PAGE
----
• TheTheftAct1968definestheoffenceasfollows: Apersonwhobyanydeceptiondishonestlyobtainspropertybelongingtoanother,withtheintentionofpermanentlydeprivingtheotherofit,shallonconvictiononindictmentbeliabletoimprisonmentforatermnotexceedingtenyears.!

    Ifapersongainsaccesstoacomputersystemwithoutpermissionandthenmakesaprintoutoftheinformationcontainedtherein,hashecommittedtheft?

  • OxfordvMoss(1978) Studentborrowedanexaminationpaperbeforetheexam

    Couldnotbeprosecutedfortheftsincehereturnedtheitem

    Wasprosecutedfortheftofconfidentialinformation Butacquittedongroundsthatinformationcannotberegardedaspropertyandsocannotbestolen.

  • RvLloyd(1985)

    Projec[onistinacinemaand2others,tookfilmsfrom cinema,andcopiedthembutreturnedthem.

    Thepiratedcopiesweresoldataconsiderableprofit

    BUTthechargeofthej(conspiracytosteal)washeldtobe inappropriate

    nointen[ontopermanentlydeprive.

    chargeofconspiracytodefraudmighthaveworkedbe]er

    19

  • 3.2.2Conspiracytodefraud Commonlawoffence Aconspiracyisanagreementbetweentwoormorepersonstocarryoutanunlawfulact.

    Conspiracytodefraudmaybeapplicabletocomputerfraud,sincedeceptionneednotbeproven

  • TheftAct1968: Dishonestlyextractingelectricity

    Unauthorisedaccesswillresultinsomeconsumptionofelectricity

    Butwillhavetodemonstratethatthepersonrealisedtheywerebeingdishonest

    RvGhosh(1982)GhoshTest Needtodeterminewhetherthedefendanthimselfrealisedthatwhathewasdoingwasby[ordinarystandardsofreasonableandhonestpeople]dishonest

  • 3.2.3Attempts Tobechargedwithanattempt,apersonmusthavedonean

    actwhichis'morethanmerelypreparatorytothecommissionofanoffence'.

    Acomputerfraudwhichisnotcompletedmaybeanattempttostealmoney.ConfusionoverthisisonereasonwhysectiontwooftheComputerMisuseAct1990wasenacted(seelater).

    SeealsoFraudAct2006 3.2.4Fraudastheft Applyingtheoffenceofthefttocomputerfraudnormally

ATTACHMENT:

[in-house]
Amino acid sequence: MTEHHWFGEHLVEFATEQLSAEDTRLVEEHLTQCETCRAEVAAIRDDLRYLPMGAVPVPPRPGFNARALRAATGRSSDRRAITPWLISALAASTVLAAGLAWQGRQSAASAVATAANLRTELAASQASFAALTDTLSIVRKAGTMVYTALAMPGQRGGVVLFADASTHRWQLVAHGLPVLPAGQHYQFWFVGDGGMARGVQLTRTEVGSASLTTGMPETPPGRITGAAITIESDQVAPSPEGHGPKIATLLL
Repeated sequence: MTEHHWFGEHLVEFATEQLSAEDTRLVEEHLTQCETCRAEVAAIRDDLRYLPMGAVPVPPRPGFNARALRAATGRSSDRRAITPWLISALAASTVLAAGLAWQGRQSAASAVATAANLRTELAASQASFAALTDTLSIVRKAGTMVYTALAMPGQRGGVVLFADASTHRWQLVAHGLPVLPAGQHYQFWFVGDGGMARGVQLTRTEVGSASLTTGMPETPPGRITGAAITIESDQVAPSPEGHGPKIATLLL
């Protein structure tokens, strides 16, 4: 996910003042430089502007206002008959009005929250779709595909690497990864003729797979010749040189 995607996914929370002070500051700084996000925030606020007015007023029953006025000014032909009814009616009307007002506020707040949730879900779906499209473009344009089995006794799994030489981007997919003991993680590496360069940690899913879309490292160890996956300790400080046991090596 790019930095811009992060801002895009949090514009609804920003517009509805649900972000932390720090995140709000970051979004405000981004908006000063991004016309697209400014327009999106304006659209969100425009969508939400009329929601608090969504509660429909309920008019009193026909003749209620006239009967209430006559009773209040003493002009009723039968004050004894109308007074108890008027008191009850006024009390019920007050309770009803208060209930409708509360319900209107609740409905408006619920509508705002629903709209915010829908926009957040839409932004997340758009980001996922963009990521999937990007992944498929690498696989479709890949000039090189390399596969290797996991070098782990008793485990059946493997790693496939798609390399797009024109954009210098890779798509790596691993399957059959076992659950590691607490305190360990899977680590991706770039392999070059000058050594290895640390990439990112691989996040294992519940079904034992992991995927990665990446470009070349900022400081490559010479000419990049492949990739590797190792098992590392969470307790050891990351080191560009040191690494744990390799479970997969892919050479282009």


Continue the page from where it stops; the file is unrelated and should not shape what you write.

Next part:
presentsnoproblems,exceptingourreservationsaboutpermanentlydepriving.

  • FraudAct2006DealswithsomeofdeficienciesofTheftActs1968and1978,especiallyICTfraud

    Apersonisguiltyoffraudifinbreachofanyofthefollowing:

    -(i)fraudbyfalserepresentation -(ii)fraudbyfailingtodiscloseinformation -(iii)fraudbyabuseofpositionPenalties:Summaryconviction(Magistratescourt):imprisonmentforupto12monthsand/orfine

    Convictiononindictment(Crowncourttrialbyjury):imprisonmentforupto10yearsand/orfine

  • (i)Fraudbyfalserepresentation(FraudAct2006,section2) Occurswhenpersondishonestlymakesafalserepresentation,intendingtomakeagainforhimselforanother,ortocauselosstoanother,ortoexposeanothertoriskofloss.

    E.g.phishingobtaininginformationsuchasbankaccountdetailsbysendingemail(orSMS)purportingtobefromthatpersonsbank

    E.g.pharming(directingtraffictogenuinewebsitetobogusone)

    UnlikeTheftAct1968(permanentlydeprive),noneedforactualgainorloss,orforittobepermanent.

  • (ii)Fraudbyfailingtodiscloseinformation(FraudAct2006Section3)

    Thisformofoffenceoffraudapplieswhenapersondishonestlyfailstodisclosetoanotherpersoninformationwhichheisunderalegaldutytodisclose,andintends,byfailingtodisclosetheinformation,tomakeagainforhimselforanother,ortocauselosstoanotherortoexposeanothertoriskofloss.